San Pedro de Atacama
San Pedro de Atacama is a Chilean town located in the Loa Province, II region of Chile called Antofagasta. It is a popular tourist destination. San Pedro de Atacama grew, over centuries, around an oasis in the most arid desert of the world: The Atacama Desert. It is located east of Antofagasta, some 100 km southeast of Calama and the Chuquicamata copper mine, overlooking the Licancabur volcano.
This town is known as the archeological capital of Chile and is located in between the high Lands (Andes Mountain & Altiplano) and the Salt Mountain Range. Situated just on the border with Bolivia this beautiful town is named after its Patron Saint San Pedro (Saint Peter) and the word Atacama, which, according to the ancestors comes from “Accatcha” in the Cunza language and means Head of the Country.
It was conquered by the Incas in 1450 and then by the Spaniards in 1540 becoming a Chilean government seat in 1555.
Downtown San Pedro still preserves the structure and construction of the Spanish colonial influence, antique adobe houses with interior yards and roofs made of clay and hay.
San Pedro’s church is undoubtedly one of the most beautiful churches of the north of Chile. In 1951 it was declared a National Monument.
The town lies at an average altitude of approximately 2,400m (7,900 ft) and visitors can sometimes experience mild altitude sickness. The local climate is extremely dry (with little or no rainfall recorded in the town itself) and mild, with daytime temperatures between 25-30 degrees Celsius (77-86°F) in the Summer (December to February) and 18-25 degrees Celsius (64-77°F) in the winter (June to August). Nighttime temperatures routinely drop below zero and can reach as low as –10°C (14°F) during the winter.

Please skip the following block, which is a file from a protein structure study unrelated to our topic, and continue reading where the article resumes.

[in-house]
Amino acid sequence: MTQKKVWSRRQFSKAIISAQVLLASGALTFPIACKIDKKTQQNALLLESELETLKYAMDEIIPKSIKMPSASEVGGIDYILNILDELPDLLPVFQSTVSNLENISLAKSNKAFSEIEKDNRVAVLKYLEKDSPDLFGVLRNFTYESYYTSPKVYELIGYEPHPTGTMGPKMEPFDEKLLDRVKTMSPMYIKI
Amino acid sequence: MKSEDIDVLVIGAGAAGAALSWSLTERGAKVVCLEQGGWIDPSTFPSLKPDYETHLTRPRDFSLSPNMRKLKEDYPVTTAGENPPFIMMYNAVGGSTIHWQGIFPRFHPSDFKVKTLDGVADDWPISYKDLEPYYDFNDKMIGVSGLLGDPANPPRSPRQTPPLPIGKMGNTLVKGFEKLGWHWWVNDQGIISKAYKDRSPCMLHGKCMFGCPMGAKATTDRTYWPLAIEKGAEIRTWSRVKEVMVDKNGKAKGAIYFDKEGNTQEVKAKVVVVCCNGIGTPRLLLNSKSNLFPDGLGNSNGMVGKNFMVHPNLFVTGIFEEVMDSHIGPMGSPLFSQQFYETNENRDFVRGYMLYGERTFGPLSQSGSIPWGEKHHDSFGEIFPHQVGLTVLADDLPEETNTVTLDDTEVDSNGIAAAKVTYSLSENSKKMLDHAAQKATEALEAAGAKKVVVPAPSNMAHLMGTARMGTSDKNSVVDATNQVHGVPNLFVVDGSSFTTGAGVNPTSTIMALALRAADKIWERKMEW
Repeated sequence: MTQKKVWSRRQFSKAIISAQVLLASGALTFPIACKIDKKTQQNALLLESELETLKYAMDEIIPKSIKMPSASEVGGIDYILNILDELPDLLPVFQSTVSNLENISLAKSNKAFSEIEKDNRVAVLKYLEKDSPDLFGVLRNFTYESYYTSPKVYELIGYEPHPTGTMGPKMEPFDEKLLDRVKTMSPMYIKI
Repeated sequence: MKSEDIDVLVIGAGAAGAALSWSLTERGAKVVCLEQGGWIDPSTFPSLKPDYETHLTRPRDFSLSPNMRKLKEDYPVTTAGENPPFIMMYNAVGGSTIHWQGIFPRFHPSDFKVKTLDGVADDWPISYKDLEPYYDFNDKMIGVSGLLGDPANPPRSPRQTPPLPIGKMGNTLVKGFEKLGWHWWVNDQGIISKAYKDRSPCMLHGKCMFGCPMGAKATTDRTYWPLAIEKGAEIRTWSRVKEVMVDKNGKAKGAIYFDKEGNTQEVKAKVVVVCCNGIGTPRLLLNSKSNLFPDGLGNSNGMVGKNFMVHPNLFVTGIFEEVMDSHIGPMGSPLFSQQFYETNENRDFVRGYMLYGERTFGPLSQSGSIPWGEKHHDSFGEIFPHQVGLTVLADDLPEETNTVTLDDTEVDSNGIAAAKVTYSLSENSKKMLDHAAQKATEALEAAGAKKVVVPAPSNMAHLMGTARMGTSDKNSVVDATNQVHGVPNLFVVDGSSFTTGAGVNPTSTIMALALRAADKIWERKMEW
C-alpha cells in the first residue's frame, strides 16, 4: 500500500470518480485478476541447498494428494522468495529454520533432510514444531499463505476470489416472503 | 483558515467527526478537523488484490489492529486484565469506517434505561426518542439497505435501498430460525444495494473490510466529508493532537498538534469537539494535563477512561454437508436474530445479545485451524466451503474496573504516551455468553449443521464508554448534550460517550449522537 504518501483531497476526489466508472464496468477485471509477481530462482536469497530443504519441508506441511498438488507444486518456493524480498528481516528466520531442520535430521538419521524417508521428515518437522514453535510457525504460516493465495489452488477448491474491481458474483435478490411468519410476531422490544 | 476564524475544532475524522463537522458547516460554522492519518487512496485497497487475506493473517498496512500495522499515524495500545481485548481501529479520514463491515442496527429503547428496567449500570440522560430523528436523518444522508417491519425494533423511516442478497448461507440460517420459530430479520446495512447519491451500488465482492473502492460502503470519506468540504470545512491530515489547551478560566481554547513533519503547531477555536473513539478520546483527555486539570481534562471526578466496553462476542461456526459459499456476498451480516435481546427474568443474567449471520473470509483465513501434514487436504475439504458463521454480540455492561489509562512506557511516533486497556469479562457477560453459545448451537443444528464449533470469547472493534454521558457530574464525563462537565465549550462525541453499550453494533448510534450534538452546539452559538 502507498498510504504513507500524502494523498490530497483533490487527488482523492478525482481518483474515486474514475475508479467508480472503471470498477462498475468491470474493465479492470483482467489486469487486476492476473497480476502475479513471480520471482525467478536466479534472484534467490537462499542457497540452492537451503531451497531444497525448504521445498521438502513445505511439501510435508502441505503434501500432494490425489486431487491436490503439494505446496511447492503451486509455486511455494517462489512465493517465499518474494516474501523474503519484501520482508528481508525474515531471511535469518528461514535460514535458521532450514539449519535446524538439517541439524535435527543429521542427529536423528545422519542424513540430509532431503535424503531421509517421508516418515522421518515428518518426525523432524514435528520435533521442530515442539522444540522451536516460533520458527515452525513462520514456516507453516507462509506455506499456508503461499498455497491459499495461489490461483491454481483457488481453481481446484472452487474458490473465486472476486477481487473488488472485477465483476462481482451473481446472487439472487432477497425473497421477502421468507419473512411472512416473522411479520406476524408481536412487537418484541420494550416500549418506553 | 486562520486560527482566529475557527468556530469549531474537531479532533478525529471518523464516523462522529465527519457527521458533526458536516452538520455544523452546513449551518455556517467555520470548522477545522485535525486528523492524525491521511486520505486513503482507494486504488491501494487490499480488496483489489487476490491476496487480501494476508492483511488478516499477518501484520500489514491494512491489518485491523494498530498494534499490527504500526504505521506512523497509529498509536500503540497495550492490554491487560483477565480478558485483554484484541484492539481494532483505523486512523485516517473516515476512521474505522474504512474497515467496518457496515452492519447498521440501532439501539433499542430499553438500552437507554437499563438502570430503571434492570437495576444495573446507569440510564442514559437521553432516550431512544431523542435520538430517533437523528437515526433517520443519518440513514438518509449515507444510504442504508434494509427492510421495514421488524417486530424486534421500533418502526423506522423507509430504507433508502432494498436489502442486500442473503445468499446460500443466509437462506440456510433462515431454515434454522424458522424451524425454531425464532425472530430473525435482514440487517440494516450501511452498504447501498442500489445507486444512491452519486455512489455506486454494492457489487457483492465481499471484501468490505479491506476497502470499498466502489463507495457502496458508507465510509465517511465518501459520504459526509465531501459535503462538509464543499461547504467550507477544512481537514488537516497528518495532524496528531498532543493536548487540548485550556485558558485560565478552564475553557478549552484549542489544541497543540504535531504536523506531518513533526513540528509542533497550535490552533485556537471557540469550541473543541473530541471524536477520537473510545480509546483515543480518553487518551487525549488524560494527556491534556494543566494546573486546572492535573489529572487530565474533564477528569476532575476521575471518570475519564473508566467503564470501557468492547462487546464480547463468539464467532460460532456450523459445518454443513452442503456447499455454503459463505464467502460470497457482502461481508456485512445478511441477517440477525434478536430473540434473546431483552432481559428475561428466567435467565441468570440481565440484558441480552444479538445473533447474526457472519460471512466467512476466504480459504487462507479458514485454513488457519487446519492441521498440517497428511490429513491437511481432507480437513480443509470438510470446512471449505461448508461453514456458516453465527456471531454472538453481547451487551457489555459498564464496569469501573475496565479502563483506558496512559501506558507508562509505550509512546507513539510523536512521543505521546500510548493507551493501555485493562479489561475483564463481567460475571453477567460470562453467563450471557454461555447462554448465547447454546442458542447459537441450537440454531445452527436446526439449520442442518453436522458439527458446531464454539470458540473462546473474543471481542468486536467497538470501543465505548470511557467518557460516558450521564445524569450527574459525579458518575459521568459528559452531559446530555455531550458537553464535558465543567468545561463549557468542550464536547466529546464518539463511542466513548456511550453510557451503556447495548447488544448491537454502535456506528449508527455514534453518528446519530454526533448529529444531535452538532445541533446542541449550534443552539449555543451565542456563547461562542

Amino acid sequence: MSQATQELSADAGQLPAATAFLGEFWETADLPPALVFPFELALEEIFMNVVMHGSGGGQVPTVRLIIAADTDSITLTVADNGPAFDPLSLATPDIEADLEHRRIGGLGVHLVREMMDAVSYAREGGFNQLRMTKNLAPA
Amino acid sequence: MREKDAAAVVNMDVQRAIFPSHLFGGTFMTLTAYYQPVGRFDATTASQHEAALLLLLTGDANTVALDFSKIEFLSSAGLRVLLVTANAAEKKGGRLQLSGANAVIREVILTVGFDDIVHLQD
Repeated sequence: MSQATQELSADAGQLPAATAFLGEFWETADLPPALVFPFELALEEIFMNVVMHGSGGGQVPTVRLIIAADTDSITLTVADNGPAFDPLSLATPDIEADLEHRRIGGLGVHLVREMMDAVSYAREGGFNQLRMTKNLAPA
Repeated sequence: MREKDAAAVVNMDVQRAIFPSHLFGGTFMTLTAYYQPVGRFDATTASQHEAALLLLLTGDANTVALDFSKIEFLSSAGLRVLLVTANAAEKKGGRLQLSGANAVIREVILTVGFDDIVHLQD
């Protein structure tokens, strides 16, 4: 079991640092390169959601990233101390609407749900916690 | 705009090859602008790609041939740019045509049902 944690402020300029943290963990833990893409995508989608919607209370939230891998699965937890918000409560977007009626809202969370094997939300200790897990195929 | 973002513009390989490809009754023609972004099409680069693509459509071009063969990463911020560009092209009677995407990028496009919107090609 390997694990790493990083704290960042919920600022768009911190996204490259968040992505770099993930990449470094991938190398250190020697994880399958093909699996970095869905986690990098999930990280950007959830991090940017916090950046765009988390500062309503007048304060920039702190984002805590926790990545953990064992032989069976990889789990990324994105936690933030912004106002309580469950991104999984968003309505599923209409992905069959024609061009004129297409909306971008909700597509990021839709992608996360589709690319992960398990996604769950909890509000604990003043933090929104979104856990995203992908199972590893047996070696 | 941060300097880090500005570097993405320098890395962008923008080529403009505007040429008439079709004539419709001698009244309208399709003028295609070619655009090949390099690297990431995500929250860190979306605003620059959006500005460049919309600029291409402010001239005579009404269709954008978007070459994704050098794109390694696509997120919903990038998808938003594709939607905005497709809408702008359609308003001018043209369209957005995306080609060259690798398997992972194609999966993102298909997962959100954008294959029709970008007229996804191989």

The Atacama Desert is a rainless plateau extending 966 km between the Andes Mountains and the Pacific Ocean. It was created by the rain shadow of the Andes east of the Desert. Its area is of 181,300 square kilometers, in northern Chile. It is made up of salt basins (Salares), sand, lava flows, and is more than 20 million years old. It is 50 times more arid than California’s Death Valley.
In this desert rain is almost unknown and in some places, it has never rained at all. However, an oasis may be formed thanks to the waters that flow down from the Andes Mountain Range, either through rivers or underground waters and creates life.
In the oases located in the basin of the Salar de Atacama, there have been human settlements since time immemorial, which in time, have originated the Atacamenian culture or Lican-Antay: “people of the Oasis”.
It has been estimated that the first indigenous people who journeyed through these lands more then 10 000 years ago were hunters and food gatherers. In this era, the desert offered a different landscape with more vegetation and a greater number of animals and birds.
The first constructions appeared around the 4th century B.C. They were circular in shape and located in ravines or close to the rivers.
The transition from a nomadic life to a sedentary one, stimulated development of agriculture which was also boosted by important advances in irrigation systems which have lasted to the present day.
Atacamenian settlements developed their own rituals and customs which were enriched through contacts with groups on the high plateau.
Due to its climate and its altitude in the Atacama desert you can find a very special flora and fauna.
In this high altitude habitat of salt deposits and wetlands, you will encounter a great variety of Flamingoes. The most outstanding animals found are: Flamingoes, Vicuñas, Guanacos, Lamas, Foxes, Vizcachas and more.
The most abundant plants found in its flora are: Llareta (Yareta), Chañar, Algarrobo, Rica-rica, Pingo-Pingo, Fox tails, Cactus…